We Like | Oy StoryTweet
Here at DPJ, we’re all about sharing what we love. Beyond the stories that make us love downtown, we often come across things that catch our eye, make our senses tingle or have us dancing in delight. “We Like…” turns a brief spotlight on the little treasures that make our day, with helpful links so you can share in the fun.
Looking for the perfect seasonal soundtrack? Trying to find an entirely unique gift? Nothing could be jollier — or quirkier — than Oy to the World!, the holiday-melding album from Paul Libman featuring a vastly talented group of musicians called The Klezmonauts.
It’s been around 15 years since Libman released his inventive collection of tunes on Oy, and the album’s still selling like hot latkes. Although Shirim Klezmer Orchestra tweaked Tchaikovsky’s beloved score into a klezmer Nutcracker, there’s never been anything quite like Libman’s light-hearted assortment of klezmerized, jazzy Christmas carols, with their startlingly familiar musical references.
My sister discovered Oy several years ago, and both of us have been gifting it year-round ever since. Honestly, it’s just as refreshing in July as December. Here’s a handful of reasons why I love this CD:
- I’ve had a weakness for klezmer, the traditional music of Eastern European Jews, ever since I first heard Itzhak Perlman’s version on In the Fiddler’s House, and I’d like to try my hand (although I’m a pretty square classical violinist)
- Libman uses musical quotes cleverly borrowed from every possible source, including “Wipeout”and Ennio Morricone’s soundscapes (and I can’t resist spaghetti westerns either)
- The Arizona connection: the original song “Santa Gey Gezunderheit” (which translates to “Santa, Go in Good Health”) was written by Libman with local composer Mark Pierce
- Oy’s creator has a marvelous background in jingles, including “Two Scoops” for Kellogg’s Raisin Bran
When I contacted Libman to ask more about the album (and plead for a sequel), he responded with a friendly e-mail. “At the time I created Oy, I had a jingle production company and a recording studio in Chicago,” he says. “I’ve since found my calling in musical theatre and have moved to New York.”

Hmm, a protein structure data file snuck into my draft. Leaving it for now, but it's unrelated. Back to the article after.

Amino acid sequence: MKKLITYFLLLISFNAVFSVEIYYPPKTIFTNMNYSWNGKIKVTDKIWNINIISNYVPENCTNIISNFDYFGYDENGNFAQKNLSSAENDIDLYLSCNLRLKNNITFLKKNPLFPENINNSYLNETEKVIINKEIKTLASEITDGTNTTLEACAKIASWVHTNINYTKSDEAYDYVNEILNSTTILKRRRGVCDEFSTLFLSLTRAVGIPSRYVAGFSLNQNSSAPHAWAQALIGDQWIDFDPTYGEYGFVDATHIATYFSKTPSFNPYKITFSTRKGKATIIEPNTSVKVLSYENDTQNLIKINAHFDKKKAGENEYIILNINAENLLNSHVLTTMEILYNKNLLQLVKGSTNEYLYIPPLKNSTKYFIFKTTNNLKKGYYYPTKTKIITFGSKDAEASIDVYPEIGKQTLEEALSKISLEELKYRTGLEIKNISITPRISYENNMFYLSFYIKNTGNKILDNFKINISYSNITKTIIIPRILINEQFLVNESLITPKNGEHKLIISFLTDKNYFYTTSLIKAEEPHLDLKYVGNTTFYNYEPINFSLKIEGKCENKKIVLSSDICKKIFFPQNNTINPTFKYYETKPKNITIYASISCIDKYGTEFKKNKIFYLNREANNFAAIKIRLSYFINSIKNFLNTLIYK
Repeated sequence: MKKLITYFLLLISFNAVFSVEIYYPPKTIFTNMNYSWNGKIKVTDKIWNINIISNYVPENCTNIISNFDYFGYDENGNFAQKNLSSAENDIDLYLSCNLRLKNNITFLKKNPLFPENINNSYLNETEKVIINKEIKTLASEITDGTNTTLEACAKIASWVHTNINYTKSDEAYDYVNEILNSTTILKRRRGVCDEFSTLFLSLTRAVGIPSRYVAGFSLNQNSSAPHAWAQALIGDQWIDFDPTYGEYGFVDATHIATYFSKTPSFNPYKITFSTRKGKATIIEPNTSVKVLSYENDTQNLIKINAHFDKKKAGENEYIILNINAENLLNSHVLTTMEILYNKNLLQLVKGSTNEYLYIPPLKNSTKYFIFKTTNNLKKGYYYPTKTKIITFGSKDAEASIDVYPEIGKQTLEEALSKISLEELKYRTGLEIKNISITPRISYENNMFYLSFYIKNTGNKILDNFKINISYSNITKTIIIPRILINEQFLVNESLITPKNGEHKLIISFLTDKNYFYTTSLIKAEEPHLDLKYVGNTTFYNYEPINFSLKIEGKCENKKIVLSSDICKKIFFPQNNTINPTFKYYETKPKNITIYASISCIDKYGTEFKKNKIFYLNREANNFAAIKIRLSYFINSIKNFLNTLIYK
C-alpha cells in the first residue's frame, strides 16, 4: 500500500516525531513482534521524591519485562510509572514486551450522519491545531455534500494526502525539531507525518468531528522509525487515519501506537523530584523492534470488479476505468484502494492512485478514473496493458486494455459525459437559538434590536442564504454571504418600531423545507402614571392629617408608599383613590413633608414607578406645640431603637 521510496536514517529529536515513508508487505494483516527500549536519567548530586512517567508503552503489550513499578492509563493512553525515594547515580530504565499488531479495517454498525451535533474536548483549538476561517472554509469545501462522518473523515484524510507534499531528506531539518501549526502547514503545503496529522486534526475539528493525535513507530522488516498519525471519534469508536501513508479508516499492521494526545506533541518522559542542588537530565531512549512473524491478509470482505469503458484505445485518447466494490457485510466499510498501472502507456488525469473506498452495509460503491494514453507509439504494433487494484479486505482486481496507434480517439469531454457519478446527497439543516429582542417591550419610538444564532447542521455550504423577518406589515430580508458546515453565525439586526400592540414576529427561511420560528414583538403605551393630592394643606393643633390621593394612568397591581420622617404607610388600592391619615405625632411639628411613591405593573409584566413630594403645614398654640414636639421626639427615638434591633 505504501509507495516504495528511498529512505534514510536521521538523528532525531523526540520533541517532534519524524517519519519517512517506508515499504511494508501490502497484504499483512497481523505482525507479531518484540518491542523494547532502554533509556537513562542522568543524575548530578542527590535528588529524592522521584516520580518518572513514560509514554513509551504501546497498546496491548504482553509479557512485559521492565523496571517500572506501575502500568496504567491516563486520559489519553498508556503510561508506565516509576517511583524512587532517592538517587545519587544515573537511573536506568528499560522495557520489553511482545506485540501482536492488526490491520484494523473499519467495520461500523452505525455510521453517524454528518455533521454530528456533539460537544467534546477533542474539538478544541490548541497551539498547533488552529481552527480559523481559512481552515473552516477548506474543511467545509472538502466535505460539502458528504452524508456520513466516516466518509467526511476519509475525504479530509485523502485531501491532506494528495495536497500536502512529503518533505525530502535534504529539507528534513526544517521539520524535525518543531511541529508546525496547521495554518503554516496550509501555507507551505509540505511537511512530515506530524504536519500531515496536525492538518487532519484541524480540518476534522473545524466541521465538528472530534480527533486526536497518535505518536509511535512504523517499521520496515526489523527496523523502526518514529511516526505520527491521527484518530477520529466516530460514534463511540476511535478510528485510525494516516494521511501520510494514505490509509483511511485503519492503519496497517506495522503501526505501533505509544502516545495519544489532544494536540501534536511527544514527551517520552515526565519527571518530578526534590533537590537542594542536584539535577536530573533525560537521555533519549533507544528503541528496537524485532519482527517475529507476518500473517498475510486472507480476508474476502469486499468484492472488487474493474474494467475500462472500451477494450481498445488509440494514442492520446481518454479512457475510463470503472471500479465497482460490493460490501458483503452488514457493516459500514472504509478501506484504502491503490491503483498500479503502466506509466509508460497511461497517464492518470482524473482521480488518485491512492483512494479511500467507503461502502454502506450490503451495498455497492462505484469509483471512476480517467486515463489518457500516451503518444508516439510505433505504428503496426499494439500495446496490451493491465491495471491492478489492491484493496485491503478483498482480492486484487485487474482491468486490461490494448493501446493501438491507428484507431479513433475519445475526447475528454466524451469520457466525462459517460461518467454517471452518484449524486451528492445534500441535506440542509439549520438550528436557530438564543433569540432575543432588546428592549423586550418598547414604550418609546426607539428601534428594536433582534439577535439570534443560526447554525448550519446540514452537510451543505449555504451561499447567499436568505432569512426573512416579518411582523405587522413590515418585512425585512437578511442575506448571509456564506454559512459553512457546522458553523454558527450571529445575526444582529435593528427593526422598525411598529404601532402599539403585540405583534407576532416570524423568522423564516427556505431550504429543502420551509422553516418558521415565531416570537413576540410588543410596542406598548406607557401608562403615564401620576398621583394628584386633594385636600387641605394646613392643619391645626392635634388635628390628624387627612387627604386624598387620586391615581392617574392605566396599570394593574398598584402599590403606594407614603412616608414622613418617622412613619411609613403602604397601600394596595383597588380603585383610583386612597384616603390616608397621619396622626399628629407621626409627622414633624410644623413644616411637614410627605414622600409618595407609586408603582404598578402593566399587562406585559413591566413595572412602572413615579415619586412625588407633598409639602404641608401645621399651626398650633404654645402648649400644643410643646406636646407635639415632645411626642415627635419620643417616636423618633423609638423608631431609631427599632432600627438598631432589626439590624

Before he began composing award-winning musical theater, Libman wrote thousands of tunes for Old Spice, Hamburger Helper, and countless other products — check out his archive of commercials on YouTube and his website, where the “Demos from Hell” are particularly entertaining. “Not surprisingly, Oy has been a terrific calling card for me in NYC,” he told me. “Nearly every musician I meet knows or owns the CD.”
Based on the album’s quality, I wasn’t too surprised when Libman told me more about The Klezmonauts, a one-time pick-up band he assembled just for Oy. “They were an almost embarrassingly talented combination of studio musicians and Chicago Symphony members,” he said.
The star-studded ensemble featured jazz trumpeter Bobby Lewis , violinist Arnie Roth (a long-time member of Mannheim Steamroller), Blue Note Records guitarist Fareed Haque, and the late jazz violinist Johnny Frigo. Shelley Yoelin played clarinet and more — he’s active in Maxwell Street Klezmer Band — and Libman himself recorded piano and percussion on the CD.
“I’m not entirely sure what inspired me,” Libman added, “but, being Jewish and married to an Italian Catholic, I was especially excited to create something both our families could enjoy.”
Find Oy to the World! –